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Someone Needs A Times-Out

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Message David Michael Green
Better late than never, right?

Maybe. If you're the Orange County Register. Maybe, if you're the Manchester Union-
Leader, and you still can't figure out what all the hubbub was about Watergate.

But the New York Times? The paper of record for the world's only superpower, for the
greatest force ever to bestride the planet? The New York Times, that great bastion of
liberalism? Puhlease. Surely we deserve better than this.

I refer, of course, to the Times' decision to finally run with the Downing Street Memos
story. They even managed to get the darn thing on the front page this time, with the
headline slightly above the fold. Yep, there it is at last, sandwiched between a photograph
of a college basketball game and another one of Sister Mary Elizabeth and Sister
Immaculata roller-skating in Central Park. (You think I'm kidding, right? Guess again.)

This news is great news. But it's also very old news. Many of us were nearly bursting the
veins in our temples way back in May of 2005, when this story first broke. We were rightly
apoplectic that the mainstream media in America was ignoring one of the most significant
stories of all time - that smoking gun evidence had surfaced proving the president had
utterly lied us into a completely unnecessary war. As I wrote at the time
(, apart from 9/11, what story has
been bigger since the end of the Cold War?

But it was no story at all, as far as the Times and the Post and much of the rest of
American journalism was concerned (but especially the Times). The blogosphere, on the
other hand, absolutely recognized its significance, and began going crazy on both the
topic itself and then also on the non-coverage of the topic.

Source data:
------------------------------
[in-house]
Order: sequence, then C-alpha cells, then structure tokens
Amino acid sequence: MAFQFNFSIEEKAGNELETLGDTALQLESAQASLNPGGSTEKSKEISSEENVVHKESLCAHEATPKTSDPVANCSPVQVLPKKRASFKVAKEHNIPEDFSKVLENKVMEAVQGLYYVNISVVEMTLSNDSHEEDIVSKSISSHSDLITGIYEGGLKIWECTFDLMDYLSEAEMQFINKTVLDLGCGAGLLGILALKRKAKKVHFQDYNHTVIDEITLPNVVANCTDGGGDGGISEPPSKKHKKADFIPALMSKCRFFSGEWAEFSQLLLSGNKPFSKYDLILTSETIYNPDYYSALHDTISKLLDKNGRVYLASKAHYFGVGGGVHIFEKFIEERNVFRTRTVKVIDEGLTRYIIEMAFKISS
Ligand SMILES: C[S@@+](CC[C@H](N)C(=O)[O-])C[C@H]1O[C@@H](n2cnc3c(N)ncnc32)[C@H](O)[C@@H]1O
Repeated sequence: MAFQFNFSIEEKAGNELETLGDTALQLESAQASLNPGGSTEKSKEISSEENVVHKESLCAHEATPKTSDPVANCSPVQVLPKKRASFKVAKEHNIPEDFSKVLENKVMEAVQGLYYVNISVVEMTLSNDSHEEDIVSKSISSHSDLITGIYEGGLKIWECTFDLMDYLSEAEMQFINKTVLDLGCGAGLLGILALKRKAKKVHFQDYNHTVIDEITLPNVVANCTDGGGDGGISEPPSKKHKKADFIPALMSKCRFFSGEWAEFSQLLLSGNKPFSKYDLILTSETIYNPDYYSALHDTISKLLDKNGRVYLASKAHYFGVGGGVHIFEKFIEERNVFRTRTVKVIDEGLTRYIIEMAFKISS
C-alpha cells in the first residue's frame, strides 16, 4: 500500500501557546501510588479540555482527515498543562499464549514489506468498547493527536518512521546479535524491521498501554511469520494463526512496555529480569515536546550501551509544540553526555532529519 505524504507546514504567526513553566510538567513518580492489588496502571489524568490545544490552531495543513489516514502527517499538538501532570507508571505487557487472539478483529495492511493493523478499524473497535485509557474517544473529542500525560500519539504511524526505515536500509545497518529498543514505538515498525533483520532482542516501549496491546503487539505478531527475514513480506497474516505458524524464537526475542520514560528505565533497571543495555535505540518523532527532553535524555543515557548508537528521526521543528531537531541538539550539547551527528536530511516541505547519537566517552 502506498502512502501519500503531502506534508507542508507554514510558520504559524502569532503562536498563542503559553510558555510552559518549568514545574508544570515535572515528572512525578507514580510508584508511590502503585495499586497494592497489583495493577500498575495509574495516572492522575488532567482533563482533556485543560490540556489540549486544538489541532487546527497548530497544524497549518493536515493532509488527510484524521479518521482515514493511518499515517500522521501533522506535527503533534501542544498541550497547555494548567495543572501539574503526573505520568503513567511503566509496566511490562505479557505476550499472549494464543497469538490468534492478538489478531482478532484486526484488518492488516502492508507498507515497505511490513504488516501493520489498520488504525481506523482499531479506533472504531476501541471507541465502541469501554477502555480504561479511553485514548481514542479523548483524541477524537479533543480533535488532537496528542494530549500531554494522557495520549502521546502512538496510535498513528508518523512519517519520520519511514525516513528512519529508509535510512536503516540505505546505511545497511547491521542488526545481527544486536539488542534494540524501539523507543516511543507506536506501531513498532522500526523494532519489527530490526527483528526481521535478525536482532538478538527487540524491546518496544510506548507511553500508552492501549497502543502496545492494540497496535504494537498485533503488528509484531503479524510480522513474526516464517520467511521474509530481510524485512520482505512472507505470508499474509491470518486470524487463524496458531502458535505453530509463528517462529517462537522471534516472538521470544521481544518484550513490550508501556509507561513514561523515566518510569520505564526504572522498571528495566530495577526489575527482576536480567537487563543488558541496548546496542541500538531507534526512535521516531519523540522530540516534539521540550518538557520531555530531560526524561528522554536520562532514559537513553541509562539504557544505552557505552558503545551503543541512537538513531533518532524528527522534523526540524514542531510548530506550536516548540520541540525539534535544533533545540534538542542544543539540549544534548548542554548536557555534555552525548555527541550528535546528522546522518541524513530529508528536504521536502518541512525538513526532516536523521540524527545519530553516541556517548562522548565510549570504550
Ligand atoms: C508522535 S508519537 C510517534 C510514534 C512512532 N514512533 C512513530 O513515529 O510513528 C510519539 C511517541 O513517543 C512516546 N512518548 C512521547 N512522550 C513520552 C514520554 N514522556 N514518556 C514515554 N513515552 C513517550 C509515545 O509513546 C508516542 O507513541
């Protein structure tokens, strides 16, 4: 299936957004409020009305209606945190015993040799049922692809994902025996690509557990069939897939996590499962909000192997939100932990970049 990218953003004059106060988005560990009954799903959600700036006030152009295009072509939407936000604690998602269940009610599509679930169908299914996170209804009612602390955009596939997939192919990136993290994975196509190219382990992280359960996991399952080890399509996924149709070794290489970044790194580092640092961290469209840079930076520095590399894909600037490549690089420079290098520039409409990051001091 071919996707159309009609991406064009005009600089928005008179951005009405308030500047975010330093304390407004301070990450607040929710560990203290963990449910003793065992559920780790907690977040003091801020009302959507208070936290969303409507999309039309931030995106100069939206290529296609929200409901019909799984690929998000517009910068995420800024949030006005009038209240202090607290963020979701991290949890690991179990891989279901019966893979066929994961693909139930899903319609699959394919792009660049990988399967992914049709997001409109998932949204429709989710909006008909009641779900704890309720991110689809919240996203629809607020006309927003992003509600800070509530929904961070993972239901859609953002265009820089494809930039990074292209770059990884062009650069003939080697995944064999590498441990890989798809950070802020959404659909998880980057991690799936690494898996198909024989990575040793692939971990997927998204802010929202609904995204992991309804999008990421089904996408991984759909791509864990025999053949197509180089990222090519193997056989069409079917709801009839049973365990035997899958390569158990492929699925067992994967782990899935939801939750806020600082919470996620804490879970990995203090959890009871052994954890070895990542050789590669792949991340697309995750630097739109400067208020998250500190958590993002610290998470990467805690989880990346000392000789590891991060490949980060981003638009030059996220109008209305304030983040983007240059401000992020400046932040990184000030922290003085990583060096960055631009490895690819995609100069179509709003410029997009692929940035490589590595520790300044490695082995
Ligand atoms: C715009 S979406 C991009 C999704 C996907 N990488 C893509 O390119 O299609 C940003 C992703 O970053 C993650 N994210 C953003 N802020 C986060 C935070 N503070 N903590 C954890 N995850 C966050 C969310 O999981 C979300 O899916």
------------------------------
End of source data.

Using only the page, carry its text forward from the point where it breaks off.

Ultimately, this cognitive dissonance forced the mainstream media to pay some attention
to a story they could no longer ignore. The results were laughable. Unless, of course, it
was your kid getting ripped to shreds on the streets of Baghdad. In which case you
probably didn't see the humor of the entire American media establishment first facilitating
and then covering for George Bush's massive deceits.

First came the pundits, who were kind enough to disabuse us of our unsophisticated
fantasies that this was a story that really mattered. Perhaps most famously, Slate Editor
Michael Kinsley dismissed the memos as old news, as did most other prominent talking
heads. Why? Because several insider-memoirs had already shown the president as
anxious to go to war in Iraq.

But this dismissive conclusion by Beltway babblers was ludicrous for at least two reasons.
One was that a book by Richard Clarke or Paul O'Neill - especially once these had been
duly trashed by Rove's White House demolition squad - hardly rises to the same level of
evidence as a secret government document, and particularly one which, moreover, had
never been denied as factual on either side of the Atlantic.

The other reason is that maybe some tens of thousands of people read those books, and
some percentage of those readers believed their allegations. But to say that it was old
news that Bush wanted to attack Iraq is a flat-out lie, because tens of millions of Americans
believed the president when he was saying just the opposite - that he was trying
diplomacy, and working hard to avoid war. Tens of millions of Americans, frightened in the
aftermath of 9/11 and wanting to trust their president on security questions beyond their
understanding (though not beyond their comprehension - but that is another story),
believed the president when he said that Saddam had weapons of mass destruction. Tens
of millions of Americans believed the president when he said that this was such an urgent
matter that it could not even wait another couple of months for the UN inspectors to finish